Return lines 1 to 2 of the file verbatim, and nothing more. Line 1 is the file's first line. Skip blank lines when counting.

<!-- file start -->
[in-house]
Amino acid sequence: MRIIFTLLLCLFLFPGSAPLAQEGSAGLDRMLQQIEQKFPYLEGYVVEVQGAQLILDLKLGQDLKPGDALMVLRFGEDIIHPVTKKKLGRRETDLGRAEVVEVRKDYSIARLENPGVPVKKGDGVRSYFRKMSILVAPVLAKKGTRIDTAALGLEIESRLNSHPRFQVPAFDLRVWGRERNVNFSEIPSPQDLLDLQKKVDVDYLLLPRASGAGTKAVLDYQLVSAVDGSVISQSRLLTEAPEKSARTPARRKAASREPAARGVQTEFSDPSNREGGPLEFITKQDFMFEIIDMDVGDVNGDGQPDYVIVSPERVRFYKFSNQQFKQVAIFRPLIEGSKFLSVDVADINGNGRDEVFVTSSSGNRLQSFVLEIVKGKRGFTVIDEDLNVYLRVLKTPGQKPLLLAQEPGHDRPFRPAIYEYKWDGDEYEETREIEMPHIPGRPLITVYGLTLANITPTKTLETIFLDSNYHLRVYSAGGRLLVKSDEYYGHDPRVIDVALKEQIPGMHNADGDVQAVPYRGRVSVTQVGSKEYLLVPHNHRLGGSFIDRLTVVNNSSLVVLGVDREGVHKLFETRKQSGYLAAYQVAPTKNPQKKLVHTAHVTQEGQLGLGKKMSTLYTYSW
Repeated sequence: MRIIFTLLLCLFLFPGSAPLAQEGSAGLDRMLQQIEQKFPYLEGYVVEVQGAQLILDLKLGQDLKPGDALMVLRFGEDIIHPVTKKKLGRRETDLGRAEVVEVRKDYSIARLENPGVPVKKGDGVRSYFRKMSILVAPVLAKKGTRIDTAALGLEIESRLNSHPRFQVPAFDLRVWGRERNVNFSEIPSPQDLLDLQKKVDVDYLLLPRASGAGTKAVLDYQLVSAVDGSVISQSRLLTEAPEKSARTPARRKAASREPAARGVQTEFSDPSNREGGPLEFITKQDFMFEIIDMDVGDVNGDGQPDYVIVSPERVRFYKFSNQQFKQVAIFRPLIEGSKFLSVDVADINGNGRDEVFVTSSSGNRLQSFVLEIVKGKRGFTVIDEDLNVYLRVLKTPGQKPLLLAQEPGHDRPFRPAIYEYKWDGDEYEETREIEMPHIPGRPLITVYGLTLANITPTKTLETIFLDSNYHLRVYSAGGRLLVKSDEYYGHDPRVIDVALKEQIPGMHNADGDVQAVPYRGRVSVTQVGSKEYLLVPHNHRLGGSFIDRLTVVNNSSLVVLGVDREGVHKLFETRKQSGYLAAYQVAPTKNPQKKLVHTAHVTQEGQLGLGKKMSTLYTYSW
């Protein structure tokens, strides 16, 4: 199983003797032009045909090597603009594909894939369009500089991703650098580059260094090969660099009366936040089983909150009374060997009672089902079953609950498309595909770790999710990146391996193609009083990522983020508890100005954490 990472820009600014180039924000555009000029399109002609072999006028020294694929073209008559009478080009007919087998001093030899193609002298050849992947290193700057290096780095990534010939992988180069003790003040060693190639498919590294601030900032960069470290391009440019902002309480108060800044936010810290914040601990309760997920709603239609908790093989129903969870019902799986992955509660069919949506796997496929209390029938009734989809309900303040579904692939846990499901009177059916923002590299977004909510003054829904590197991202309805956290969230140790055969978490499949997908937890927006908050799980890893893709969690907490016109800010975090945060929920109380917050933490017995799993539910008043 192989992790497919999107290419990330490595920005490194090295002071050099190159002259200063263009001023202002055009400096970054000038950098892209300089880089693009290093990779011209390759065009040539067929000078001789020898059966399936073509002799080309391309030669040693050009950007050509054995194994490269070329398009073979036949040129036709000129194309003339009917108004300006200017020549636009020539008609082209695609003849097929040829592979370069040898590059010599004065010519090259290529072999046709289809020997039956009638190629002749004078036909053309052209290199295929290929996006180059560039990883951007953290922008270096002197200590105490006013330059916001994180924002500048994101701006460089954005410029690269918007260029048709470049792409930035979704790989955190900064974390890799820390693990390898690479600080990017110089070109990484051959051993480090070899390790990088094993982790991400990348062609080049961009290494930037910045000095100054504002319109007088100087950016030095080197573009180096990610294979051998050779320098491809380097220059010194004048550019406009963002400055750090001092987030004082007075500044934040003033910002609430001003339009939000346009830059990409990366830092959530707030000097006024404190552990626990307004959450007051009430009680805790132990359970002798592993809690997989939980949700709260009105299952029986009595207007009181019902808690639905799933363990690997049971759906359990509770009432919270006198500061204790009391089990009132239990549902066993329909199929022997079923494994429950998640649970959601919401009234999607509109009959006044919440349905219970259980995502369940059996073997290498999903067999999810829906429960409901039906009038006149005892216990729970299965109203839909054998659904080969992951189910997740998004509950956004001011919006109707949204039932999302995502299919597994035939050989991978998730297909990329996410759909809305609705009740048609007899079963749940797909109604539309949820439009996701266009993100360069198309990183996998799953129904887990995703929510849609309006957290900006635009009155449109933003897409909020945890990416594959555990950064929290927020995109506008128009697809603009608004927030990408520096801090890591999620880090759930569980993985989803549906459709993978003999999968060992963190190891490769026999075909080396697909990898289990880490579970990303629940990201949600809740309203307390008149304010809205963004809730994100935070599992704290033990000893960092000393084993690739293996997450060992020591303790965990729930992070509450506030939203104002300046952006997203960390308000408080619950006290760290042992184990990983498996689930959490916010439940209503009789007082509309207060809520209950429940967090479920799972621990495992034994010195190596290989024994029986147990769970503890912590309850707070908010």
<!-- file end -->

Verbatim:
[in-house]
Amino acid sequence: MRIIFTLLLCLFLFPGSAPLAQEGSAGLDRMLQQIEQKFPYLEGYVVEVQGAQLILDLKLGQDLKPGDALMVLRFGEDIIHPVTKKKLGRRETDLGRAEVVEVRKDYSIARLENPGVPVKKGDGVRSYFRKMSILVAPVLAKKGTRIDTAALGLEIESRLNSHPRFQVPAFDLRVWGRERNVNFSEIPSPQDLLDLQKKVDVDYLLLPRASGAGTKAVLDYQLVSAVDGSVISQSRLLTEAPEKSARTPARRKAASREPAARGVQTEFSDPSNREGGPLEFITKQDFMFEIIDMDVGDVNGDGQPDYVIVSPERVRFYKFSNQQFKQVAIFRPLIEGSKFLSVDVADINGNGRDEVFVTSSSGNRLQSFVLEIVKGKRGFTVIDEDLNVYLRVLKTPGQKPLLLAQEPGHDRPFRPAIYEYKWDGDEYEETREIEMPHIPGRPLITVYGLTLANITPTKTLETIFLDSNYHLRVYSAGGRLLVKSDEYYGHDPRVIDVALKEQIPGMHNADGDVQAVPYRGRVSVTQVGSKEYLLVPHNHRLGGSFIDRLTVVNNSSLVVLGVDREGVHKLFETRKQSGYLAAYQVAPTKNPQKKLVHTAHVTQEGQLGLGKKMSTLYTYSW